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It's not that taxing we can do better

Forget 'trickle-down' benefits, we need wholesale reforms

Forget 'trickle-down' benefits, we need wholesale reforms

TAX SUMMITS and forums raise visions of conservative economists arguing for reductions to company tax and the top income tax rate in the name of competitiveness and productivity which would be fine if the claimed benefits actually trickled down to the rest of us. All too often, they don't.

Tax reform should be about much more than this. Former Treasury secretary Ken Henry in 2009 declared the tax and transfer system to be our principal means of expressing societal choices about equity, making it "a reflection of the kind of society we aspire to be".

Ken Henry is right. We should aspire to more. We can make next week's Tax Forum something that benefits the vast majority of Australians by ensuring it promotes equity, opportunity and workforce participation. The forum should aim to encourage a far more inclusive vision of growth than that offered by "trickle down".

So what should the forum consider? I believe four major changes to our tax and transfer system provide much of the answer.

The first is to ensure that it encourages workforce participation. Our current social security laws are inflexible, based on the outdated assumption that the only options are full-time work or full-time unemployment. Some people will for a time need to build their lives around the best combination they can find of casual, part-time or infrequent work and social security benefits. Currently such people lose so much income when they get a job that work is not worth it. Instead of working some of the time, they end up working none of the time.

Two reforms that could help are letting people keep more of their benefits if they work, and allowing the retention of concession cards for 12 months after starting a job. We need to ensure the tax and transfer system supports people through the major transitions in their lives: from unemployment to work, and in and out of caring roles, education and training.

The second change would be to ensure that benefits provide a decent standard of living for everyone. While employment always is the best way out of poverty, too many of Australia's most disadvantaged citizens spend too long on the Newstart Allowance, which at $240 a week $130 less than the Disability Support Pension is pitiful. A modern social security system needs to recognise that periods of unemployment will be a fact of life in an open, flexible economy. Today Newstart Allowance provides a single unemployed person with 20 per cent of the average male wage. This is not the sort of divided society we want. The Newstart single rate should be increased.

The third reform is to ensure that disadvantaged Australians have the opportunity to save and build assets. Through tax concessions, mainly for housing and superannuation, the Australian government provides billions of dollars to encourage asset building, but this strategy is poorly targeted, benefiting mainly the top fifth of income earners. Those applying for Newstart Allowance, Sickness Allowance and Austudy who have "liquid assets" above $2500 must wait up to 13 weeks before accessing benefits, forcing them to run down their savings, yet no such requirements apply to people with significant share and property portfolios. This liquid assets test waiting period is inequitable and should go.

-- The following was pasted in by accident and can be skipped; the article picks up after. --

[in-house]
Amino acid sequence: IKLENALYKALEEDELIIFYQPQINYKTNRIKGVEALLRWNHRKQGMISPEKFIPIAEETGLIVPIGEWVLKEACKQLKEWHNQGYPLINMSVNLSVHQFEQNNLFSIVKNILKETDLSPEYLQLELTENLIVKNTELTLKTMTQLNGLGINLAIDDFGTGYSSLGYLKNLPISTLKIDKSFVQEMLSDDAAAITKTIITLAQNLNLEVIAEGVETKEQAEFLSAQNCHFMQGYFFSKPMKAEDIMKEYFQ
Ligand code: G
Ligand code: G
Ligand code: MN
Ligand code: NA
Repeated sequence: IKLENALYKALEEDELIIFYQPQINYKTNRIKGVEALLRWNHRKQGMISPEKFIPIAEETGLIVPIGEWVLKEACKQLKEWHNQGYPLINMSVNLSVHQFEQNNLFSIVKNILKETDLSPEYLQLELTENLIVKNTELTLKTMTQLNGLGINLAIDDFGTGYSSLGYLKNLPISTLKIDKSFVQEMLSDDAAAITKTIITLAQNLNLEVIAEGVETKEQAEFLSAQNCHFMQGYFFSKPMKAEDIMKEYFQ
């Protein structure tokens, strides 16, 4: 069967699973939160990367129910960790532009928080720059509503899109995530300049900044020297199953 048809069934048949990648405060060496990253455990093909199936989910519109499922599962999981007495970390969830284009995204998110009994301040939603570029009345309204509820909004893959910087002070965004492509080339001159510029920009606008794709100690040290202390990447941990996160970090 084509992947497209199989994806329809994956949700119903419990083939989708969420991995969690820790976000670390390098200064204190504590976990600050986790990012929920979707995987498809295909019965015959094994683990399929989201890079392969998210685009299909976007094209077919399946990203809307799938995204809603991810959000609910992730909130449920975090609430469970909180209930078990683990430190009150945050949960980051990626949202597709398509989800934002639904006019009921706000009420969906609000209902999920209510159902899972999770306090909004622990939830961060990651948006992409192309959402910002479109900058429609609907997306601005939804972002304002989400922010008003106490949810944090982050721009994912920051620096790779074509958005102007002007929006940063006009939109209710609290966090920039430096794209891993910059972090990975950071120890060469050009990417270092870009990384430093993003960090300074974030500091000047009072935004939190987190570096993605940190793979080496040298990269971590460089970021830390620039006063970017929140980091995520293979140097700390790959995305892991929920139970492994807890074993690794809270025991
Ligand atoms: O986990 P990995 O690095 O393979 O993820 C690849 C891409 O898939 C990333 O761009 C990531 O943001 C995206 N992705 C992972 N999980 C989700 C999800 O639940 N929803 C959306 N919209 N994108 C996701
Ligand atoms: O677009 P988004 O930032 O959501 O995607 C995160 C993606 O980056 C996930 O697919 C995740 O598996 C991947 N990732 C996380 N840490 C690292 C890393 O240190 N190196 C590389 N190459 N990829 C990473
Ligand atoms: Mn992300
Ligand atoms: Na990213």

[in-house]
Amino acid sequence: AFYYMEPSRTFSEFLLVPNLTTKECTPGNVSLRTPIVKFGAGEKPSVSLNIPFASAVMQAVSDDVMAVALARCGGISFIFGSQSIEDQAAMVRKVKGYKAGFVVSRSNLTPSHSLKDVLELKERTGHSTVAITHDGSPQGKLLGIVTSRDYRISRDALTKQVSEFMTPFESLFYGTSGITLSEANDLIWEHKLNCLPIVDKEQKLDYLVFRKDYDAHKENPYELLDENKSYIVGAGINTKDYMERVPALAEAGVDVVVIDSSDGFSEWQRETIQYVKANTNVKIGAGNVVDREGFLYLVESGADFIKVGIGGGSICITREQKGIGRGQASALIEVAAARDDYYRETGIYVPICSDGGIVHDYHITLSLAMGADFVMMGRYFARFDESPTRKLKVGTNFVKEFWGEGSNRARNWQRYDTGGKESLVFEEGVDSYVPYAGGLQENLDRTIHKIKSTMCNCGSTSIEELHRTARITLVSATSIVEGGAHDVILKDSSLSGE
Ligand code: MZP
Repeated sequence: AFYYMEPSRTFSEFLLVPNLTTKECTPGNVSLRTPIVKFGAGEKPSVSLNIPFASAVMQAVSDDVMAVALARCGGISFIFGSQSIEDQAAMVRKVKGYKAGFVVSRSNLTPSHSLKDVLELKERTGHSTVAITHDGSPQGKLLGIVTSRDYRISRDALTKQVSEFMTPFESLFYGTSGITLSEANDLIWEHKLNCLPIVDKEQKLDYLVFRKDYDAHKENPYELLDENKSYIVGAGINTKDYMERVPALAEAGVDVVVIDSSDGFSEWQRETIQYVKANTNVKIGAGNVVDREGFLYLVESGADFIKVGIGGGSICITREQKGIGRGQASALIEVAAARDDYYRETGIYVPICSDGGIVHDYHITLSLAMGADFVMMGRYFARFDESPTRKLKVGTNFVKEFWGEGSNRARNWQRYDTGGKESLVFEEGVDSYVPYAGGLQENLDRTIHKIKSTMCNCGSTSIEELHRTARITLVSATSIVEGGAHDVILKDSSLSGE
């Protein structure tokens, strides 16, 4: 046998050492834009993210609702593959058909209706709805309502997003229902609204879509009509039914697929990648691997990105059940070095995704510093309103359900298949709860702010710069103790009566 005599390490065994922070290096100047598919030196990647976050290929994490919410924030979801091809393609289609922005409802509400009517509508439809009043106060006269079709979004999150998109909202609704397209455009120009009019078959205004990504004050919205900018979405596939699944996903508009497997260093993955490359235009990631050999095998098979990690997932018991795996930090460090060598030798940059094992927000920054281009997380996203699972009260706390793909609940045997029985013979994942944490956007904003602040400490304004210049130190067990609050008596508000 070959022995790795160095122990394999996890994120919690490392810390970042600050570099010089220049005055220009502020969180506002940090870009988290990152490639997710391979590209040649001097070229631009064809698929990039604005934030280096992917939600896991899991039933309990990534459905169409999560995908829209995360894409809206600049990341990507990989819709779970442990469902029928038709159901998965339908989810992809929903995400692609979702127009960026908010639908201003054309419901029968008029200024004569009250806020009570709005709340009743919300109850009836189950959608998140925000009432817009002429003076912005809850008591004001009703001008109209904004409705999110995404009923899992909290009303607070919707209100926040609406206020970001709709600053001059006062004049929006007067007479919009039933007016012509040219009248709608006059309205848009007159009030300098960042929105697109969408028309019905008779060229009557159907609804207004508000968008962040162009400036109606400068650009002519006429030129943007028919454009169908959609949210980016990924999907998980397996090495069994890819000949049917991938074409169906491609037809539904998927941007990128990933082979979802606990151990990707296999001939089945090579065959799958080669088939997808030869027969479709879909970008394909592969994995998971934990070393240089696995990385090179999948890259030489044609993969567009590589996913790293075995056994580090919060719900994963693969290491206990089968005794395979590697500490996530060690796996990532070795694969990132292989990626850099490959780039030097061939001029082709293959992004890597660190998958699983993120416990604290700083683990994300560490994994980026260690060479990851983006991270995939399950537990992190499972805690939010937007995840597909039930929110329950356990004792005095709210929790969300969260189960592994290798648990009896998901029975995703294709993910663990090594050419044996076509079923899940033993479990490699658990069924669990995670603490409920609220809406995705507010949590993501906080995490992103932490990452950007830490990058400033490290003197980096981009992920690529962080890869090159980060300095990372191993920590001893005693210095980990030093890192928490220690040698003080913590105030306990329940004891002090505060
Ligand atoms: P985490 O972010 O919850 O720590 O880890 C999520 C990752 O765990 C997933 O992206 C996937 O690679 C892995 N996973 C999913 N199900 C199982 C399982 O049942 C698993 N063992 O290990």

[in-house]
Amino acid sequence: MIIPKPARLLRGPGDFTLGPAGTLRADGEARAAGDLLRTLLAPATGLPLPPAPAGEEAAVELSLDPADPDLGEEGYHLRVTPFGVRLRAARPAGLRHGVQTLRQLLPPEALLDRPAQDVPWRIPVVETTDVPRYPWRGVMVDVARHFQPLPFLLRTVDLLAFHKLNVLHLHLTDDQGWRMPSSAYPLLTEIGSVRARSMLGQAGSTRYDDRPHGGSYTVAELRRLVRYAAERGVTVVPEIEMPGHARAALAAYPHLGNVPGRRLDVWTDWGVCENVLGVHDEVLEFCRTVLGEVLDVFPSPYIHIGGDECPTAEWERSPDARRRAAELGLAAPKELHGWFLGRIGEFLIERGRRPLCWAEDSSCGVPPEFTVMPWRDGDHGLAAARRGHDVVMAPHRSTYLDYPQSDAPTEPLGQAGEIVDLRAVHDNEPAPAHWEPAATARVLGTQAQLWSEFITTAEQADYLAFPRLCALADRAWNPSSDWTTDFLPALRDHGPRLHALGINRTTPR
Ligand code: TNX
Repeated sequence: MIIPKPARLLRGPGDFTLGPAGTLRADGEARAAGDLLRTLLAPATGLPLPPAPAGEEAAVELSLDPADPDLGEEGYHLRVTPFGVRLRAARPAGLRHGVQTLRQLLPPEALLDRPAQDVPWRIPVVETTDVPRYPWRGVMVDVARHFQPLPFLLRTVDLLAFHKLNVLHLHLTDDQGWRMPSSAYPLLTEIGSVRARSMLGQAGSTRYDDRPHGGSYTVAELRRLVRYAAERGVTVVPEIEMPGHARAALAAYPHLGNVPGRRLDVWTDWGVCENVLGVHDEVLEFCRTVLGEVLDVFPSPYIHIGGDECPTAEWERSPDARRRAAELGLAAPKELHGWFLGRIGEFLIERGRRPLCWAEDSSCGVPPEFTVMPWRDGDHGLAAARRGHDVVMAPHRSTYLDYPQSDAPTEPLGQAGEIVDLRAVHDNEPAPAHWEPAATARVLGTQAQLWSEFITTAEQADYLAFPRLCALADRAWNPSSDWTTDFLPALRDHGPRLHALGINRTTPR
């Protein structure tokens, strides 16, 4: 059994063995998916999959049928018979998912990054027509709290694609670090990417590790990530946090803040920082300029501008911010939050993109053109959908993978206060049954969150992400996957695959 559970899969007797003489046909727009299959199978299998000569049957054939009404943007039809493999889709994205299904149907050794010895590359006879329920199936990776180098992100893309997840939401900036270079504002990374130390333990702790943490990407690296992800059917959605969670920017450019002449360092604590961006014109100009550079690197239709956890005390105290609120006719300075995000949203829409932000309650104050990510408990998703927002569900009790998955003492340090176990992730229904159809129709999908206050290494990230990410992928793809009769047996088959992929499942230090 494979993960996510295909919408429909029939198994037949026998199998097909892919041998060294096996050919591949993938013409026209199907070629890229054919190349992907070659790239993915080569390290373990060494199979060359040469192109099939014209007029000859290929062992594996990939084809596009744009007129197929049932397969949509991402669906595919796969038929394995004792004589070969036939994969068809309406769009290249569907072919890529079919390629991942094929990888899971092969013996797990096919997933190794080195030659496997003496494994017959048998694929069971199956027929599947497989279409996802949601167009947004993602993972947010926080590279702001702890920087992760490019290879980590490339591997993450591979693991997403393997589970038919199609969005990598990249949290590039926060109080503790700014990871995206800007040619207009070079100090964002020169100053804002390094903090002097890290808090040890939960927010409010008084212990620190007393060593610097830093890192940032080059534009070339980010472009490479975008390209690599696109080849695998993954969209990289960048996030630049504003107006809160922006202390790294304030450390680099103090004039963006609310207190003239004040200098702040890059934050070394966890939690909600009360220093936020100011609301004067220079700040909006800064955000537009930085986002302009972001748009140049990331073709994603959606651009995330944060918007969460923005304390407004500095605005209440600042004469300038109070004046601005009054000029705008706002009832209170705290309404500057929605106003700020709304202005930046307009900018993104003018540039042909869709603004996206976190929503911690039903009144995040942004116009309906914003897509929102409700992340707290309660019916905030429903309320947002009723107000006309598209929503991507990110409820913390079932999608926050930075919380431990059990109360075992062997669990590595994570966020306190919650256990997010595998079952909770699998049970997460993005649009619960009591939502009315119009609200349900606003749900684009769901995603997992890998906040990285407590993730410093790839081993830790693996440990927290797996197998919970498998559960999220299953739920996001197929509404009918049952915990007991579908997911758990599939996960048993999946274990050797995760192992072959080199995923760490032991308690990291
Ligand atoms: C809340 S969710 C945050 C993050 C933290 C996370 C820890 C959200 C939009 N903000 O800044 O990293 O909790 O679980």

The fourth reform is to make sure that childcare subsidies provided through the tax system support the development of an early childhood education and care system that works for disadvantaged children and their families. While investment in early childhood education has increased particularly through the commitment to 15 hours of free preschool for four-year-olds, it could yield greater returns if this were extended to children at three. United States researchers estimate that a national two-year program of quality early education commencing at three could reduce poverty by between 5 and 15 per cent.

The other beneficiaries of affordable, quality childcare are women who want to work but find childcare too expensive or unavailable. Many countries provide universal early education and care from three. Shouldn't this be something a wealthy country such as Australia should aspire to as well, when the benefits for children and families are so clear?

So now the big question: how do we pay for all this?

The first thing any reformer should do is to look at tax breaks. Tax exemptions and concessions in Australia totalled more than $110 billion in 2008-09. This, in itself, is fine, but about 55 per cent of this went to concessions on housing and superannuation, benefiting many people who don't really need it. While tax concessions that support families to purchase a first home might be understandable, the use of the tax system to subsidise property investors with multiple properties is unjustifiable. Clearly, the discount rate on negative gearing for investment properties needs to be reduced, as does the discount rate of capital gains tax on investment properties.

These sorts of measures were first put forward by the cautious reformers from the Department of Treasury and are in the Henry Review. They deserve to have powerful champions at the forum. I believe most Australians, who will benefit directly in their wallets and indirectly through a more dynamic and equitable society, will support them.

Tony Nicholson is the executive director of the Brotherhood of St Laurence.


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